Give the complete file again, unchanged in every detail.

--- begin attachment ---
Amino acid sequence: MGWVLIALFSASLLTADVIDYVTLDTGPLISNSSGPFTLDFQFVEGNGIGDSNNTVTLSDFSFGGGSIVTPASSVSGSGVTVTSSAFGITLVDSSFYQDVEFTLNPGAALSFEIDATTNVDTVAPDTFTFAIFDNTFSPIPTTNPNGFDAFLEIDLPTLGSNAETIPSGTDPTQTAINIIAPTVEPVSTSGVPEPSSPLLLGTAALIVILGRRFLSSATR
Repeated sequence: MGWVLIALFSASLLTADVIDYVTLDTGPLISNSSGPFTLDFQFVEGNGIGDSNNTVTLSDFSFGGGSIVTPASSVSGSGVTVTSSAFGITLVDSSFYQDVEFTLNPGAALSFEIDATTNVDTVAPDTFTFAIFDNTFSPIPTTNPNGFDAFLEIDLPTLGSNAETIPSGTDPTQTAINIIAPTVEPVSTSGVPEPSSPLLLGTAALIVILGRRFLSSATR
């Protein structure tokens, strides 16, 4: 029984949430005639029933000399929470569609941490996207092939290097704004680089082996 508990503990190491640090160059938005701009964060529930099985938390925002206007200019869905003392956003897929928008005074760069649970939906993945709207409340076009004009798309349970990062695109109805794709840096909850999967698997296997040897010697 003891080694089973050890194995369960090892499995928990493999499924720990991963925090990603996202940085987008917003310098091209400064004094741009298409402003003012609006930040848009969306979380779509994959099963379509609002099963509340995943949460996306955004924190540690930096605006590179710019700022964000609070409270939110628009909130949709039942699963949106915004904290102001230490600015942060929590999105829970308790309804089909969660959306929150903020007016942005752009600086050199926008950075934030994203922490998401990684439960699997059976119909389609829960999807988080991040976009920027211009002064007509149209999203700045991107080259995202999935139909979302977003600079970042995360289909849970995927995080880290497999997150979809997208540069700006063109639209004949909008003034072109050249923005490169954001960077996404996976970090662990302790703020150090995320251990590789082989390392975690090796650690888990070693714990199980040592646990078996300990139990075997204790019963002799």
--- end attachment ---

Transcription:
Amino acid sequence: MGWVLIALFSASLLTADVIDYVTLDTGPLISNSSGPFTLDFQFVEGNGIGDSNNTVTLSDFSFGGGSIVTPASSVSGSGVTVTSSAFGITLVDSSFYQDVEFTLNPGAALSFEIDATTNVDTVAPDTFTFAIFDNTFSPIPTTNPNGFDAFLEIDLPTLGSNAETIPSGTDPTQTAINIIAPTVEPVSTSGVPEPSSPLLLGTAALIVILGRRFLSSATR
Repeated sequence: MGWVLIALFSASLLTADVIDYVTLDTGPLISNSSGPFTLDFQFVEGNGIGDSNNTVTLSDFSFGGGSIVTPASSVSGSGVTVTSSAFGITLVDSSFYQDVEFTLNPGAALSFEIDATTNVDTVAPDTFTFAIFDNTFSPIPTTNPNGFDAFLEIDLPTLGSNAETIPSGTDPTQTAINIIAPTVEPVSTSGVPEPSSPLLLGTAALIVILGRRFLSSATR
């Protein structure tokens, strides 16, 4: 029984949430005639029933000399929470569609941490996207092939290097704004680089082996 508990503990190491640090160059938005701009964060529930099985938390925002206007200019869905003392956003897929928008005074760069649970939906993945709207409340076009004009798309349970990062695109109805794709840096909850999967698997296997040897010697 003891080694089973050890194995369960090892499995928990493999499924720990991963925090990603996202940085987008917003310098091209400064004094741009298409402003003012609006930040848009969306979380779509994959099963379509609002099963509340995943949460996306955004924190540690930096605006590179710019700022964000609070409270939110628009909130949709039942699963949106915004904290102001230490600015942060929590999105829970308790309804089909969660959306929150903020007016942005752009600086050199926008950075934030994203922490998401990684439960699997059976119909389609829960999807988080991040976009920027211009002064007509149209999203700045991107080259995202999935139909979302977003600079970042995360289909849970995927995080880290497999997150979809997208540069700006063109639209004949909008003034072109050249923005490169954001960077996404996976970090662990302790703020150090995320251990590789082989390392975690090796650690888990070693714990199980040592646990078996300990139990075997204790019963002799």